Neurocognitive, clinical and functional correlates of subjective quality of life in Asian outpatients with schizophrenia.Prog Neuropsychopharmacol Biol Psychiatry. 2010 Apr 16; 34(3):463-8.PN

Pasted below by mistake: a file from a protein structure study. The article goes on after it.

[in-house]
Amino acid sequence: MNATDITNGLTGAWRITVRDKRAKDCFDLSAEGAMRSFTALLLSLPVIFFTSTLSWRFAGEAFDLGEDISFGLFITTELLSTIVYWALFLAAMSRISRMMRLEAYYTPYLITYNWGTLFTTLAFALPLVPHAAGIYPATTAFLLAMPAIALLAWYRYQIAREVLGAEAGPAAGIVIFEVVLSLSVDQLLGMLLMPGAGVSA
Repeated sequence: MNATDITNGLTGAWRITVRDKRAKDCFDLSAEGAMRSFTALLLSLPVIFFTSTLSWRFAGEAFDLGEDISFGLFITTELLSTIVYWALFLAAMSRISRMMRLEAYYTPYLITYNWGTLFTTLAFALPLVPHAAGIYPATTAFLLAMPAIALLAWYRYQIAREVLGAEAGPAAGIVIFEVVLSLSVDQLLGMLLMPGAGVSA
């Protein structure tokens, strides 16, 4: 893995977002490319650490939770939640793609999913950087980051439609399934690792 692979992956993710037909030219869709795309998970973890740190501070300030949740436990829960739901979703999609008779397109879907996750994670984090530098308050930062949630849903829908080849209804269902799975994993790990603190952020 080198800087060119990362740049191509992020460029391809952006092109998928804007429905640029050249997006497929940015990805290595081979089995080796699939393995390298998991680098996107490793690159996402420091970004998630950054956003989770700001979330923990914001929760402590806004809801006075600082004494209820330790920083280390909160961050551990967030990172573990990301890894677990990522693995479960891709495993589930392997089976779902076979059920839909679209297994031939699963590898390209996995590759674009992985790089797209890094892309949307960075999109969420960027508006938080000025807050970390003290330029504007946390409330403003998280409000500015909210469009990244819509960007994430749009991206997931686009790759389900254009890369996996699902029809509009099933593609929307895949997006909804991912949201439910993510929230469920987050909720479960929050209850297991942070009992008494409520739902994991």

Quality of life (QOL) impairment is evident in patients with schizophrenia and is increasingly recognised as an important evaluation criterion of treatment outcome. Hence, this study aimed to identify the neurocognitive, clinical and functional parameters associated with subjective QOL in patients with schizophrenia within an Asian context, and specifically in an outpatient setting. This study was conducted on 83 outpatients with DSM-IV diagnosis of schizophrenia, and 47 age- and gender-matched healthy controls. All participants were administered with the World Health Organisation Quality of Life Assessment-Brief Form (WHOQOL-BREF) and Brief Assessment of Cognition in Schizophrenia (BACS), to measure quality of life and cognitive function respectively. Patients were also assessed for severity of psychopathology, as well as level of psychosocial functioning, using the Positive and Negative Syndrome Scale (PANSS) and Global Assessment of Functioning (GAF) rating scales respectively. Specific psychopathology (greater severity of PANSS negative symptoms, general psychopathology subscale scores), cognitive deficits (working and verbal memories), and lower GAF scores were correlated with poorer QOL in patients. Multivariate analyses revealed that younger age, being single and lower level of psychosocial functioning were associated with poorer QOL but level of psychosocial functioning did not appear to mediate the effects of symptoms and neurocognitive deficits on QOL. Overall, this study highlighted the need for clinicians to pay more attention to these clinical, neurocognitive and functional parameters and their integrative relationships with QOL in order to optimise the treatment outcomes of patients with schizophrenia.